World Council of Churches Office of Communication|
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First Visit in 30 Years by a WCC General Secretary to Indonesia
Rev. Dr Konrad Raiser, general secretary of the World Council of Churches (WCC), concluded the first leg of his visit to member churches in Indonesia at a big revival worship service attended by around 6,000 worshippers. Traditional folk music, sung by the Batak Protestant Christian Church (HKBP) youth choir, gave a festive air to the service, at Medan on 19 March.
After listening to his sermon "Seek the Lord and Live" (Amos 5:6), hundreds of worshippers thronged to shake Raiser's hands and thank him for the message he had brought to the people of Indonesia in these troubled times.
The first leg of Raiser's trip to North Sumatra included a day at the headquarters of the HKBP Church at Pearaja, Tarutung. Welcoming him, the Ephorous of the Church, Dr J.R. Hutauruk, stressed that this was an historic occasion, it being nearly 30 years since a WCC general secretary had last paid an official visit to Indonesia
About the HKBP Church, Ephorus Hutauruk explained that a split in in 1992 had resulted in intervention by the Indonesian military. The Church remained divided for nearly six years, causing much rancour and disappointment amongst the congregations. Efforts at reconciliation finally bore fruit at the December 1998 general synod meeting, and are continuing to be implemented with prayers at the congregational level, although it may be some time before complete reconciliation and unification can take effect.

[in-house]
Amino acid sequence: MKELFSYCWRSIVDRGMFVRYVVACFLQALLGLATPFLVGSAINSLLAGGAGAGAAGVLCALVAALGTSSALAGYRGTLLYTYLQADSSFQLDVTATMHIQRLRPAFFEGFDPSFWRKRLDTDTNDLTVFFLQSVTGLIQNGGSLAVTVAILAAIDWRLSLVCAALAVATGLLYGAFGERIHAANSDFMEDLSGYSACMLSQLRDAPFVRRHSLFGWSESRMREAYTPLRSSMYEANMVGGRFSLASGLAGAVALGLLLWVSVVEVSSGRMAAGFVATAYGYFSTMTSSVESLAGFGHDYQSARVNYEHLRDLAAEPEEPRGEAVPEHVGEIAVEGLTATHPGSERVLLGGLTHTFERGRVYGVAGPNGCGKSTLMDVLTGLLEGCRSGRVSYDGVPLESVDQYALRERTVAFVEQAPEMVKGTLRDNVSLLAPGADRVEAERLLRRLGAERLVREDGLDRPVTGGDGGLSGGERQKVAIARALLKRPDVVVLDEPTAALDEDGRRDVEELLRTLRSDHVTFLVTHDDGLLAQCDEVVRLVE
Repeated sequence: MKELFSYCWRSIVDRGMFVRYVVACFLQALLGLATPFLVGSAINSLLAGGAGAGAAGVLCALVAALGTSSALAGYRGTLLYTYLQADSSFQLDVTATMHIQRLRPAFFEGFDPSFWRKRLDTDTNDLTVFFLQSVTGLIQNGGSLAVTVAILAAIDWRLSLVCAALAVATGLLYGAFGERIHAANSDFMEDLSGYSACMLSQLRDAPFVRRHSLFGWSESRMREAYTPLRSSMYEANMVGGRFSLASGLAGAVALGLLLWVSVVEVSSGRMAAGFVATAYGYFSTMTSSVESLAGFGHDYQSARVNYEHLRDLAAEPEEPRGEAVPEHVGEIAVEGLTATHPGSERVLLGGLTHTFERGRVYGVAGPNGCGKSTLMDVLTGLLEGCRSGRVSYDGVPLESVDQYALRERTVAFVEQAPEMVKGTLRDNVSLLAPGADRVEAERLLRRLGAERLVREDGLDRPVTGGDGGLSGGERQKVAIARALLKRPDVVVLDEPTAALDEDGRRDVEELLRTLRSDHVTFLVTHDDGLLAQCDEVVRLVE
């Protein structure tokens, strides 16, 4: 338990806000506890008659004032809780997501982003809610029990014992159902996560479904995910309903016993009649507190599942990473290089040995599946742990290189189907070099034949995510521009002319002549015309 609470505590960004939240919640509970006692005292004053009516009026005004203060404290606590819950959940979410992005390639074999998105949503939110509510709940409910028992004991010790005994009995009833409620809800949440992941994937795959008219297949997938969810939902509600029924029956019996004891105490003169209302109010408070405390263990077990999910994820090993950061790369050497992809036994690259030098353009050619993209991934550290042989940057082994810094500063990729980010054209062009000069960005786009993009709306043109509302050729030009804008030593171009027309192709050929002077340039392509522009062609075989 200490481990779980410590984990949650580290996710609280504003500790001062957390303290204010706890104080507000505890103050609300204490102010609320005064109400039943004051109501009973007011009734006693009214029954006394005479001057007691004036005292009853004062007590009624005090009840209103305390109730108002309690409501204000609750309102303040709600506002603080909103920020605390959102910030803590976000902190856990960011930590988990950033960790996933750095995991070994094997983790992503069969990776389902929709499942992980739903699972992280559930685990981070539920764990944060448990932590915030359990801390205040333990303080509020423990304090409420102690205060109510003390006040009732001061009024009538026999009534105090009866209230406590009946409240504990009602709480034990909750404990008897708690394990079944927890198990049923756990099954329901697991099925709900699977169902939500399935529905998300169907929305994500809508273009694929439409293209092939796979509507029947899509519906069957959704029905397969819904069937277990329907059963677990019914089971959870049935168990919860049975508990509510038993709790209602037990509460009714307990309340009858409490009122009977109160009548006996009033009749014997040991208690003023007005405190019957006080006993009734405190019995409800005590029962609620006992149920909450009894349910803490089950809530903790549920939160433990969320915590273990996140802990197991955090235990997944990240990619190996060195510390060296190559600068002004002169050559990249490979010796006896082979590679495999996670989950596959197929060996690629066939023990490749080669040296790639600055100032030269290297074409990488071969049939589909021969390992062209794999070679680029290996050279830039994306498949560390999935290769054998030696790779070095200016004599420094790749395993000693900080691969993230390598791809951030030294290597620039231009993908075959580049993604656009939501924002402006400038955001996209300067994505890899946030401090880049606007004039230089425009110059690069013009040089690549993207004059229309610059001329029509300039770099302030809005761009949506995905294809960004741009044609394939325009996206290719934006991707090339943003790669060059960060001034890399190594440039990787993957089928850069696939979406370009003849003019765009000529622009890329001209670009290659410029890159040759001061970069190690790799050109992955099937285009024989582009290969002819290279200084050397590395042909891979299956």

Commenting on the conflicts in the 139-year history of his Church, Ephorous Hutauruk said, "It is the power of the gospel which prevented the HKBP from falling into a formal, irreparable and long-lasting division."
Drawing a parallel between the situations of his Church and of the nation, Hutauruk expressed the hope that the Church's experience would "help us to participate in the national effort of preventing the state of Indonesia from disintegrating". He called on the churches of Indonesia to help in the democratisation process. Only democracy can ensure the dignity and rights of all people, irrespective of their backgrounds, he insisted.
The issue of communal violence that has plagued Indonesia since its return to democracy was repeatedly brought to Raiser's attention in informal as well as formal discussions with church and community leaders. The general secretary cited the WCC's commitment to interreligious dialogue to promote peace and harmony. Human life is precious irrespective of whether a person is Christian or Muslim; the two communities must learn to live together and see this transition through to meet the challenges that Indonesia faces in the new millennium, he said.
It is precisely to respond to situations like those prevailing in Indonesia, Raiser added, that the WCC is preparing to launch a Decade to Overcome Violence (DOV) in 2001.
The World Council of Churches is a fellowship of churches, now 337, in more than 100 countries in all continents from virtually all Christian traditions. The Roman Catholic Church is not a member church but works cooperatively with the WCC. The highest governing body is the assembly, which meets approximately every seven years. The WCC was formally inaugurated in 1948 in Amsterdam, Netherlands. Its staff is headed by general secretary Konrad Raiser from the Evangelical Church in Germany.